This post was originally published on paigezee.com on June 27, 2013.
If you’ve read anything I’ve written about Tarot, you’ve probably encountered the word “jumper.”
WELL NOW PAIGE, JUST WHAT IN THE HECK DOES THAT MEAN?
In Tarot, a jumper is a card that falls out of the deck while you are shuffling.
When this happens, you have two choices: you can put the card back in the deck and continue shuffling, or you can look at and interpret it.
I like to do the latter.
How do you interpret a jumper?
1) You can think of it as immediate advice. What were you thinking about when it fell? Was your mind wandering (tsk!), or were you focusing on the reading? Whatever was on your mind, consider the jumper(s) the Tarot’s two cents on the matter.
2) You can set it aside until you’ve drawn your cards, and then interpret it as additional insight into the reading.
Generally, unless the querent was thinking about something significant when the jumper jumped, I go with option #2. I see jumpers as elaborations on the main message of the reading. That way, if I’m doing a two-card daily draw or a simple three-card spread, the jumper provides information that I may need, but my limited spread doesn’t have room for. It may also elucidate confusing points in the reading, or emphasize something I usually overlook.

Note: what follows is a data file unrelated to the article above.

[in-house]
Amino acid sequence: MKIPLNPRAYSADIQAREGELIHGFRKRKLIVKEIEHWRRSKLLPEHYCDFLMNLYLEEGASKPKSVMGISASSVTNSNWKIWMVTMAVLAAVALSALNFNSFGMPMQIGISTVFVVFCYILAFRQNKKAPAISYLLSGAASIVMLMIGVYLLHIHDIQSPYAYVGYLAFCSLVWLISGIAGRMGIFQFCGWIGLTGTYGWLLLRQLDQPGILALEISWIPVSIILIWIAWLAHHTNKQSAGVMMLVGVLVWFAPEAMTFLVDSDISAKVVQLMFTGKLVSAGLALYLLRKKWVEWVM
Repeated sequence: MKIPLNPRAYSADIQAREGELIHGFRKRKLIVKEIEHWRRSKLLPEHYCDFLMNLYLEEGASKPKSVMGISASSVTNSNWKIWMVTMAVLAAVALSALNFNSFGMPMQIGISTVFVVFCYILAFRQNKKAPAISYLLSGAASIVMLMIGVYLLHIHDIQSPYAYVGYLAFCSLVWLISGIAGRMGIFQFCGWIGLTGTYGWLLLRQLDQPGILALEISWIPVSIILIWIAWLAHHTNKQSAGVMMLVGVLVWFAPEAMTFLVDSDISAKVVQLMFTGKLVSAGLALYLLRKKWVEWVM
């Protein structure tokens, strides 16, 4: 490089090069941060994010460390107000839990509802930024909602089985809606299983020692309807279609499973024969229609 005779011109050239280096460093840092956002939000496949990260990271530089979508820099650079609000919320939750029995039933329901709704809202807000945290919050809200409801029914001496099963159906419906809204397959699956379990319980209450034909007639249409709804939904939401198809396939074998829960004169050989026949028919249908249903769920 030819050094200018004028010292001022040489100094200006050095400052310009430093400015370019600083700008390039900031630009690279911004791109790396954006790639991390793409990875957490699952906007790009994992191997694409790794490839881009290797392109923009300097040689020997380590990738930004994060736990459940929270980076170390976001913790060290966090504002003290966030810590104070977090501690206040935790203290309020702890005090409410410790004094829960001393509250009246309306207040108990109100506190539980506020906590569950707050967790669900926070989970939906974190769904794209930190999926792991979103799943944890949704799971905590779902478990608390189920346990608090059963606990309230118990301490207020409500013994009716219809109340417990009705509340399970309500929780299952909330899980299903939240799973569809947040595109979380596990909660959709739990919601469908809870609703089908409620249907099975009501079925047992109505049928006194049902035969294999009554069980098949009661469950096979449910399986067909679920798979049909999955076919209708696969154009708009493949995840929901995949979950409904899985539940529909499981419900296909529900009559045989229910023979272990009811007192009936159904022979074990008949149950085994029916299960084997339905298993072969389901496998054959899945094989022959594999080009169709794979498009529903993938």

When interpreting a jumper, it helps me to visualize its role.
The jumper knows its message is important. It’s seething in the shuffling deck, practically vibrating with impatience. Finally, it just can’t take it anymore and — (AAAAAAAAHHH~!) — makes the mad leap of faith into my lap or onto the floor.
Then, when I tune into the card to hear its message, I imagine a teensy weensy little voice piping up in all caps. This all-important visualization a) helps me pay attention to the importance of the message and b) cracks me the fuck up.
HEY BABE YOU’RE RIGHT, THIS IS IMPORTANT, the jumper says. I JUST WANTED TO MAKE SURE YOU GOT THAT.
HEY BABE, I KNOW YOU’RE GOOD AT THIS AND ALL, BUT YOU REALLY NEED TO LOOK AT THIS ASPECT OF THE SITUATION YOU AREN’T SEEING, another jumper might say.
Jumpers point to the REALLY important parts of the reading. Like a big black underline, or a furious cloud of asterisks and arrows.
Jumpers are my friends. Sometimes I get more than one at a time; more often than not, I don’t get any. But when I do, I get really excited. I think it means I’m onto something.
If you read tarot, do you ever encounter jumpers? How do you deal with them?
Next time a card leaps from your deck, listen to what its teensy weensy voice has to say.
Even if it’s yelling at you in teensy weensy caps lock.
with love and lots of questions,